A basic requirement for clear thinking – 4

March 14, 2011 at 6:38 am Leave a comment

Continued from “A basic requirement for clear thinking – 3: https://truthandsurvival.wordpress.com/2011/03/13/a-basic-requirement-for-clear-thinking-%e2%80%93-3/

A new way of arguing


Excerpts from his book “How to avoid Armageddon”

Available through Amazon

Click: www.amazon.com  type: how to avoid armageddon

Another aspect of thinking clearly is how we relate to disagreement. When someone disagrees with us, do we see it as a challenge to be met and won at all costs, or as a personal slight that must be firmly righted? This is how most people react to disagreement, whether on a trivial subject or something of definite personal, ideological or professional significance. This is how people have always reacted. It’s a response that’s ingrained in us since infancy. We are taught to stand up for our rights and that also means standing firm on our opinions. Or, if we had been browbeaten by our parents, siblings or peers, we might have subsequently developed a deep resentment to anyone who doesn’t fully acknowledge our opinions, observations or wishes.

But this almost universal response to disagreement is seldom productive and can be highly disruptive. We should learn to see disagreement, not necessarily as something to be combated, but rather as an opportunity to clarify something. Perhaps the other person really knows what he or she is talking about and is able to put us right about something. If that is the case we might have gained something through this other person’s disagreeing with what we had said, and we should acknowledge this, especially if it is something that might help us in our lives. We should always be able to admit that we were wrong and respond with something like: “Thank you for putting me right.”

We should not be worried about losing face, because all too often this concern causes us to lose opportunities for acquiring more knowledge, insight or correcting shortcomings or problems in our own lives. It shouldn’t be seen as losing face – but rather of gaining an opportunity to learn something.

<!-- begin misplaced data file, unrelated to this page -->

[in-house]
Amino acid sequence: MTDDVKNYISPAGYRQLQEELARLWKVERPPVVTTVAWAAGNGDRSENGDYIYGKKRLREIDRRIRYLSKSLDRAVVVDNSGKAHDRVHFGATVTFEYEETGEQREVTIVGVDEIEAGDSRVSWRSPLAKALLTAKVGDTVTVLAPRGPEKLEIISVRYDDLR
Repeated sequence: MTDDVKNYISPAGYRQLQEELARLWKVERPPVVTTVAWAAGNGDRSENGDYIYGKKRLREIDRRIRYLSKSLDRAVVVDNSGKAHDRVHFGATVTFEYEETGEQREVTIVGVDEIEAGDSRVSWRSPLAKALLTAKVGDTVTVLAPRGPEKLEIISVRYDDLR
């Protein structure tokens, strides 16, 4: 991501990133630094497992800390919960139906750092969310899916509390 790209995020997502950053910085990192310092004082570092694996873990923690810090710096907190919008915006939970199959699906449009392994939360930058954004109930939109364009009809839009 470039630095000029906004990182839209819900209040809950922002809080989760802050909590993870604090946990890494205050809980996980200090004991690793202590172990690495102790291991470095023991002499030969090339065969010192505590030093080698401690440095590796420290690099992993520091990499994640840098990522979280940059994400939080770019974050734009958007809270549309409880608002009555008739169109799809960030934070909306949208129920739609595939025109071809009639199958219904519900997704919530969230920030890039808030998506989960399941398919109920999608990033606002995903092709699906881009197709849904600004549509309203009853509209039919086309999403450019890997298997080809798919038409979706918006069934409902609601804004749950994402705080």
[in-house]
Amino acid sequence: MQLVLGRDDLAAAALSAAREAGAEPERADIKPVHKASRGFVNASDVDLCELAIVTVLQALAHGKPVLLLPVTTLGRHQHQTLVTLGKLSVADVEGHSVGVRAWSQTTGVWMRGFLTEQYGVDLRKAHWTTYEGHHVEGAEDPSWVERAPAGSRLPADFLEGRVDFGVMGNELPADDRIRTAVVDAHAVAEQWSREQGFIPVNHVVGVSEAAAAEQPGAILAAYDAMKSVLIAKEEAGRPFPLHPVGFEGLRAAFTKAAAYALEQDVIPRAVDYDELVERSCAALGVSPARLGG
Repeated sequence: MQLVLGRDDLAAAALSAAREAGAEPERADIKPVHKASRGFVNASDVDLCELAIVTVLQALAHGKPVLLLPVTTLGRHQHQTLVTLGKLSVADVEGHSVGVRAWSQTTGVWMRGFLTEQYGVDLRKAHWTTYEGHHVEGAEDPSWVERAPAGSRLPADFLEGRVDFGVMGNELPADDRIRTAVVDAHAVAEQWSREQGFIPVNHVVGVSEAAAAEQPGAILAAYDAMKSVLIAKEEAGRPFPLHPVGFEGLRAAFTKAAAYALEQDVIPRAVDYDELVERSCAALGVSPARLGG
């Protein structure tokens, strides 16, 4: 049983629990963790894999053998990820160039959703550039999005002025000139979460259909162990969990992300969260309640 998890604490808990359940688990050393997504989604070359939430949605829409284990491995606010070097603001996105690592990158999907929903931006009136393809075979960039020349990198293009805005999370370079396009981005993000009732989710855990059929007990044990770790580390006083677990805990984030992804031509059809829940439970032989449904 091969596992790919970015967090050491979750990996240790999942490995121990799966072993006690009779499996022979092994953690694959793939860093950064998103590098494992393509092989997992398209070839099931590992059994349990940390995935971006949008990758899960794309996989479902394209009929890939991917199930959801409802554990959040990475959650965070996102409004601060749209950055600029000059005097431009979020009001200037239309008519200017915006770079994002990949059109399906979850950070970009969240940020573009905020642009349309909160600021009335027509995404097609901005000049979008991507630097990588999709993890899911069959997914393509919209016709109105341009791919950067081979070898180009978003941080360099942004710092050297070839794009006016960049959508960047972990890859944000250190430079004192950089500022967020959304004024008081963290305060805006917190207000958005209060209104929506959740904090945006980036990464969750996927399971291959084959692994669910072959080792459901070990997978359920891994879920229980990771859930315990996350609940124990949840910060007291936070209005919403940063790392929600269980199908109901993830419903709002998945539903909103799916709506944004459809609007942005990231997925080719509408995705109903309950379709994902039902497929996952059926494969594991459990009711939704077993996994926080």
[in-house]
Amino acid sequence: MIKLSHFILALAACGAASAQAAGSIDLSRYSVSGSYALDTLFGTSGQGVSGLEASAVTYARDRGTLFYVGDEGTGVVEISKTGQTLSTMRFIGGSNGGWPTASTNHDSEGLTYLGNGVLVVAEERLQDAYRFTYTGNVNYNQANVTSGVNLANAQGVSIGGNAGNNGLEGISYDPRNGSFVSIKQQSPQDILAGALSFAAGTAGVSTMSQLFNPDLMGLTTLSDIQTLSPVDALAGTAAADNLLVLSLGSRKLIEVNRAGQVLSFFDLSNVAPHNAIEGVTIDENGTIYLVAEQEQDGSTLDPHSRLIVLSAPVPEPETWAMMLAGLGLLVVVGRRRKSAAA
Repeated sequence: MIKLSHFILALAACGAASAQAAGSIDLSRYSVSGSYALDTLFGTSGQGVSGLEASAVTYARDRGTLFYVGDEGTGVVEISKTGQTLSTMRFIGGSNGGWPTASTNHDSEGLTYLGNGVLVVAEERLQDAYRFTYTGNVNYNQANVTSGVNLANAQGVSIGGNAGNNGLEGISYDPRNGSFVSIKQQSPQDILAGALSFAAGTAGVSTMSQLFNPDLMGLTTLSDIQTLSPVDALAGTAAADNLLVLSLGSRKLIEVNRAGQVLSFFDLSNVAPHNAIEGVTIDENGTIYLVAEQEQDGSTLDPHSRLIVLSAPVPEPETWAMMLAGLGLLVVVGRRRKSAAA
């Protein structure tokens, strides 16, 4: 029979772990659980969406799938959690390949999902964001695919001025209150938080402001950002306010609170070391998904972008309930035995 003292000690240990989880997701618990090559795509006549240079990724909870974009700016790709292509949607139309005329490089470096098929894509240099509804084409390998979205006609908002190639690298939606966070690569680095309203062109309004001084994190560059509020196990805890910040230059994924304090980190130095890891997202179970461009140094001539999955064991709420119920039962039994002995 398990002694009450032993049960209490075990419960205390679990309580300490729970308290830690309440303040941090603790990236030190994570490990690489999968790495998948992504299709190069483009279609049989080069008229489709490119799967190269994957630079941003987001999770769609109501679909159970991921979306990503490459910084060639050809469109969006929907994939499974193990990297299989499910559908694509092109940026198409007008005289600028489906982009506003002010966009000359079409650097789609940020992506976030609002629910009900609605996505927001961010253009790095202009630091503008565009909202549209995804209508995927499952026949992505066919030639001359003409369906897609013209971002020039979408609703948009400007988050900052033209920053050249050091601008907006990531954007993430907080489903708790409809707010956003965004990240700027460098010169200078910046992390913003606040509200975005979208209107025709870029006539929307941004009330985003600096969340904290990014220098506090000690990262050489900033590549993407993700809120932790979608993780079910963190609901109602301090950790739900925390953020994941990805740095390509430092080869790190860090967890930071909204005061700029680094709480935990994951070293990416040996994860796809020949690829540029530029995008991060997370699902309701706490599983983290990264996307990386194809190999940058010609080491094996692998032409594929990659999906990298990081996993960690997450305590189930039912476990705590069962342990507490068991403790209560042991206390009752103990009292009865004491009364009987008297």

Two of my neighbors happened to plant lawns on their front gardens at more or less the same time, using the same kind of grass. They had both loosened the ground and fertilized it beforehand, and then diligently watered their lawns. Both lawns were about the same size and after three months both had become wonderfully green and luxuriant. But suddenly yellowish patches, which spread quickly, appeared on both their lawns. The neighbors discussed the problem. One neighbor, Maurice, said that he thought that maybe they had watered their lawns too heavily. His neighbor, a contrary sort of guy, immediately scoffed at the idea. “I’ll just stop my dog from peeing on the lawn,” he said emphatically. “That’s all that’s needed!” But Maurice called his lawn supplier, who indeed suggested watering less and also recommended the application of a certain fungicide. Maurice mentioned this to his neighbor who responded by screwing up his face in scorn. Within a few days the yellowish patches on Maurice’s lawn had disappeared and the lawn soon returned to its former fine condition. Noting the effectiveness of the supplier’s advice, Maurice again told his neighbor about the remedy. But the neighbor wasn’t about to admit that he had been wrong in the first place, and also hated taking advice from anyone, least of all Maurice, whom he now resented as a show-off because his grass was greener. After a few weeks, however, when he saw that his lawn continued to deteriorate, he began to water it less. But the deterioration continued and after about four months he called a gardener who suggested the same fungicide that Maurice had used. But by that time it was too late. The damage to his lawn was irreversible.